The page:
How much does the average American pay in taxes? It depends.
Matthew Frankel, The Motley Fool
The 2018 U.S. tax deadline is now behind us, which means that many Americans have now received, or will receive, their tax refunds, while others have now written checks to the IRS for the amounts they owe.
With that in mind, how much does the average American household pay in taxes? And keep in mind that federal income taxes are just one piece of the puzzle. In fact, when you consider state and local taxes, Social Security, and Medicare taxes, the average household's tax bill could be more than you think.
How much does the average American household earn?
The short answer is that the average American household's income is $74,664, according to the most recent Bureau of Labor Statistics data.
This can be further broken down into income sources, since not all household income is generated in the same way. For example, some households earn most of their income through wages, while others rely on self-employment income from businesses they own. Others are reliant on retirement income sources like Social Security.
Having said that, here's a breakdown of where the average household's income comes from:
Here's why this matters when it comes to taxation. While taxable wage income is taxed at the marginal tax rates, or tax brackets, other types of income listed here are taxed differently, or not at all. For example, self-employment income is subject to self-employment tax to contribute to the Social Security and Medicare programs. And Social Security income isn't taxed for lower-income beneficiaries, but is taxable for retirees with significant sources of additional income.
The average American's taxes
With that in mind, the average American pays $10,489 in "personal taxes," representing 14% of the average household's total income. This includes federal and state income taxes, as well as other taxes such as personal property taxes, vehicle taxes, and certain other small taxes.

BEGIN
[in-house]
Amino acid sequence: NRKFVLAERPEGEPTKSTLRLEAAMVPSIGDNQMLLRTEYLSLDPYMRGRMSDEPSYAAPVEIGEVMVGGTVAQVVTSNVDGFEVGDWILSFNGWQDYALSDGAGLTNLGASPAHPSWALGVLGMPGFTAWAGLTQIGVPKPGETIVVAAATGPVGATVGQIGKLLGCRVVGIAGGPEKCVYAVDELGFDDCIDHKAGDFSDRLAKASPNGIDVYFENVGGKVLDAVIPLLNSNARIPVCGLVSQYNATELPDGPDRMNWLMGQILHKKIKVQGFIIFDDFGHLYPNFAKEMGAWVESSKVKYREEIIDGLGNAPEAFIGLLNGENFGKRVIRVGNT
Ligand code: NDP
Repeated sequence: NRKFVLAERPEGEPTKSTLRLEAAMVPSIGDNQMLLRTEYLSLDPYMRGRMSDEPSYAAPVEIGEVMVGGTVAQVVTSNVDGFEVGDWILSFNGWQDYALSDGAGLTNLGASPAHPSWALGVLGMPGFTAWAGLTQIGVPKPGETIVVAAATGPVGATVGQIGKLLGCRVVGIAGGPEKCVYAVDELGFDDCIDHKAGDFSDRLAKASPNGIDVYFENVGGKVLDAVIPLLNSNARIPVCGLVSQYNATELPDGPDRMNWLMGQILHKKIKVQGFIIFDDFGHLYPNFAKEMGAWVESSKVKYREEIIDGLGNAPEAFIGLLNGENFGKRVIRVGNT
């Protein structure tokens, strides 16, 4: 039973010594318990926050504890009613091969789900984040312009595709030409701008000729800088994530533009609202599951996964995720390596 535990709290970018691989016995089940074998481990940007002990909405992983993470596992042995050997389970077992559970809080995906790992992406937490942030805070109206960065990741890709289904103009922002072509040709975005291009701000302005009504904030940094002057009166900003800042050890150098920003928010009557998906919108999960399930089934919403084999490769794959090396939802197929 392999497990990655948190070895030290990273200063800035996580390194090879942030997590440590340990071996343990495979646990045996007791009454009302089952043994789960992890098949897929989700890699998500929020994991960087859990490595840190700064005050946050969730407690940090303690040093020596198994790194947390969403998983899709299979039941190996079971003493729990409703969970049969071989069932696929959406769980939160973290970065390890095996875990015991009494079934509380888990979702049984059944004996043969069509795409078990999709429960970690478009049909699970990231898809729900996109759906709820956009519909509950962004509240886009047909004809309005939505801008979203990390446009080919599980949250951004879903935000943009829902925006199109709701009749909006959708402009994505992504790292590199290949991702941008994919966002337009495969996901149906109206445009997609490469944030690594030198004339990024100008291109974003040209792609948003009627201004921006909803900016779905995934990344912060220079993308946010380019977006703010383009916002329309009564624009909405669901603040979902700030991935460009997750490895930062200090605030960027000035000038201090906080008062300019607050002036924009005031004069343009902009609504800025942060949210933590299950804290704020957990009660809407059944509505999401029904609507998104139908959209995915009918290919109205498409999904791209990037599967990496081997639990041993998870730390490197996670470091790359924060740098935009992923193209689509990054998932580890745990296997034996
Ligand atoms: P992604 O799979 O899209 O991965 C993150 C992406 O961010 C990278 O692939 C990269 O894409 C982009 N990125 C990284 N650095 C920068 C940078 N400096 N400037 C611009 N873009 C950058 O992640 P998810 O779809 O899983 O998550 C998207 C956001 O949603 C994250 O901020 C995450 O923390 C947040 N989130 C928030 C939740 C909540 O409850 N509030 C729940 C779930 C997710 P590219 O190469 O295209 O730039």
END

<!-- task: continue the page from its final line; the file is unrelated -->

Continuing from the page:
$8,367 of this amount is federal income taxes, $2,046 is state and local taxes, and $75 is other small taxes.
Notably, there are two types of taxes that are not included in this figure — sales taxes, which vary significantly by location, and payroll taxes for Social Security and Medicare.
Social Security's income from payroll taxes, as well as taxes on Social Security benefits, came to $710.4 billion in 2016. Since half of Social Security taxes are paid by employees, and the other half by employers, this translates to an average of $2,742 for each of the 129.55 million U.S. households.
For Medicare, the total payroll tax collected in 2016 (the most recent year with complete data) divided by the number of American households shows an average Medicare tax of $979 per household. This is consistent with a 2017 Medicare tax estimate I calculated of about $769 per worker, since the BLS approximates there are 1.3 workers per household.
Sales tax is tougher to estimate, and since it varies so widely based on consumption and location, the average isn't terribly meaningful. For example, the average Delaware resident pays $0 in state sales taxes. Even within the same income level and state, there can be a big discrepancy. If two residents of a state with a 7% sales tax both earn $100,000, but one spends $30,000 while the other spends $60,000 on taxable purchases, the second person will have paid double the sales tax.
The bottom line is that excluding sales tax, the average American household paid $14,210 in various taxes in 2016, the most recent year for which finalized data is available. This translates to an effective tax rate of about 24% for the average household.
How could this change in 2018 and beyond?
Although this was based in 2016 data, there weren't many significant tax changes for 2017 and wage growth was about 2.5% over 2017, so it's reasonable to expect 2017's average taxes to increase slightly.
In 2018 and beyond, however, it could be another story altogether.
Specifically, the Tax Cuts and Jobs Act is expected to lower taxes on the majority of American households thanks to lower marginal tax rates, a higher Child Tax Credit, and several other changes. While it won't lower taxes for all households, and estimates of the actual tax savings for the average American vary (here are my estimates), it's fair to assume that the $8,367 the average household pays in federal income taxes will fall significantly once we have 2018 tax year data.